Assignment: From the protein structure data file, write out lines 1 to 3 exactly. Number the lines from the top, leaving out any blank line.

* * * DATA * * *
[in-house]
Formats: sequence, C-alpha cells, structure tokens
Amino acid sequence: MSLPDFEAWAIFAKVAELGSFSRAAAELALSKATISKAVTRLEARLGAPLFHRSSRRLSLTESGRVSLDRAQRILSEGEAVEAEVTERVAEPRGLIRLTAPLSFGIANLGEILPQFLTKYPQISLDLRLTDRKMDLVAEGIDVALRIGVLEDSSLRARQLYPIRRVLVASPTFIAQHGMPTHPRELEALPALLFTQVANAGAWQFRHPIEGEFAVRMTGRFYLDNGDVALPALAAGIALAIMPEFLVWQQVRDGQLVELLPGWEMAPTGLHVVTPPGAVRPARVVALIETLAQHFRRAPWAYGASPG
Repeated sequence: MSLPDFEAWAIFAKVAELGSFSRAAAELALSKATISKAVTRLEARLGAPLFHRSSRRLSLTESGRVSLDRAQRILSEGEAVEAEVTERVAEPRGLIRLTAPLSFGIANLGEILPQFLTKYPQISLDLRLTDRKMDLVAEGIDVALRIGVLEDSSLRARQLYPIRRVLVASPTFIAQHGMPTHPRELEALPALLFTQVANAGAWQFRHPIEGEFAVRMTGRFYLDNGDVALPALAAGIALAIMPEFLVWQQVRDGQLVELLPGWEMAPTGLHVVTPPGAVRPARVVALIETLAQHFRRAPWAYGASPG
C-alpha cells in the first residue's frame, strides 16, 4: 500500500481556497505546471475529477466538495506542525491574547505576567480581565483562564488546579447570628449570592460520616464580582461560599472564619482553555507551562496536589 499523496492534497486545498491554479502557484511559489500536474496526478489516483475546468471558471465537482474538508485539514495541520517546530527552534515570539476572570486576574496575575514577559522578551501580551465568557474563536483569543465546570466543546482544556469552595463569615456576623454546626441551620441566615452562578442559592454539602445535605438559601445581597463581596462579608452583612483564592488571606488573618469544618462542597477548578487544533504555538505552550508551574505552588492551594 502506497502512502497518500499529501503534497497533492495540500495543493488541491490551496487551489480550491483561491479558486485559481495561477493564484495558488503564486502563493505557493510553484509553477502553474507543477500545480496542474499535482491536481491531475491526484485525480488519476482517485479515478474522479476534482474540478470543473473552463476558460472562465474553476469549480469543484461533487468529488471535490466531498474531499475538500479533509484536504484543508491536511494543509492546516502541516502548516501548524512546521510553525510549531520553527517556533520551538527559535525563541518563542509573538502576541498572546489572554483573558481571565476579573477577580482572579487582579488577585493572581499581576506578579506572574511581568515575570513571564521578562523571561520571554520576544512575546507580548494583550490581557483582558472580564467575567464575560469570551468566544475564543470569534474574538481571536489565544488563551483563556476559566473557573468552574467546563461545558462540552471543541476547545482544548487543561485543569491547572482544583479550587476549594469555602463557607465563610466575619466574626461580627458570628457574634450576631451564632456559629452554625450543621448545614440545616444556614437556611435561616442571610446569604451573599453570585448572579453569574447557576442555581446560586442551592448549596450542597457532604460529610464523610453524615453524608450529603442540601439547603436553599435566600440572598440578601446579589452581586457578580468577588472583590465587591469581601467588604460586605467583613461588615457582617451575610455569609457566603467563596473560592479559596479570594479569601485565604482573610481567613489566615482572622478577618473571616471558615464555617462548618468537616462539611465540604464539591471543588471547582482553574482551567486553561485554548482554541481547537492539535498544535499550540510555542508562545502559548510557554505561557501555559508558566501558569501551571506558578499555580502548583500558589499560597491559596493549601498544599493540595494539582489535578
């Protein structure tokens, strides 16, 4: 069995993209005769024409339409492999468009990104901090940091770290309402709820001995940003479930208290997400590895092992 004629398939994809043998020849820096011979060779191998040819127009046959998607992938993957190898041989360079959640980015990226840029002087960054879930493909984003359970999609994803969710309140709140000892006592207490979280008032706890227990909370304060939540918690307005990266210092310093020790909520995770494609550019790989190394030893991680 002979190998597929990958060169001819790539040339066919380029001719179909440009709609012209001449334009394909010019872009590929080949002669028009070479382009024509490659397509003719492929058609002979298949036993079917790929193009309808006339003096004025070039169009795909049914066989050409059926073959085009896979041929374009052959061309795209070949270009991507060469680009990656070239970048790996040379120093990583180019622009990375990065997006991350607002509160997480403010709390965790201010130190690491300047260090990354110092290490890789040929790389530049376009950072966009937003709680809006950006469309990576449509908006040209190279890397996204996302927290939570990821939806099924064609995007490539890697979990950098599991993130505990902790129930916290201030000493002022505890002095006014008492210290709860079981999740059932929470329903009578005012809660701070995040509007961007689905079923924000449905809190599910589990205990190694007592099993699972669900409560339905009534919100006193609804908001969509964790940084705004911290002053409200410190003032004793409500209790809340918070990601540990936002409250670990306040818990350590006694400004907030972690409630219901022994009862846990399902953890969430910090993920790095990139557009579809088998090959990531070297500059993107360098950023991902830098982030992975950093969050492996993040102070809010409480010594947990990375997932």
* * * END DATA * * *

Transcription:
[in-house]
Formats: sequence, C-alpha cells, structure tokens
Amino acid sequence: MSLPDFEAWAIFAKVAELGSFSRAAAELALSKATISKAVTRLEARLGAPLFHRSSRRLSLTESGRVSLDRAQRILSEGEAVEAEVTERVAEPRGLIRLTAPLSFGIANLGEILPQFLTKYPQISLDLRLTDRKMDLVAEGIDVALRIGVLEDSSLRARQLYPIRRVLVASPTFIAQHGMPTHPRELEALPALLFTQVANAGAWQFRHPIEGEFAVRMTGRFYLDNGDVALPALAAGIALAIMPEFLVWQQVRDGQLVELLPGWEMAPTGLHVVTPPGAVRPARVVALIETLAQHFRRAPWAYGASPG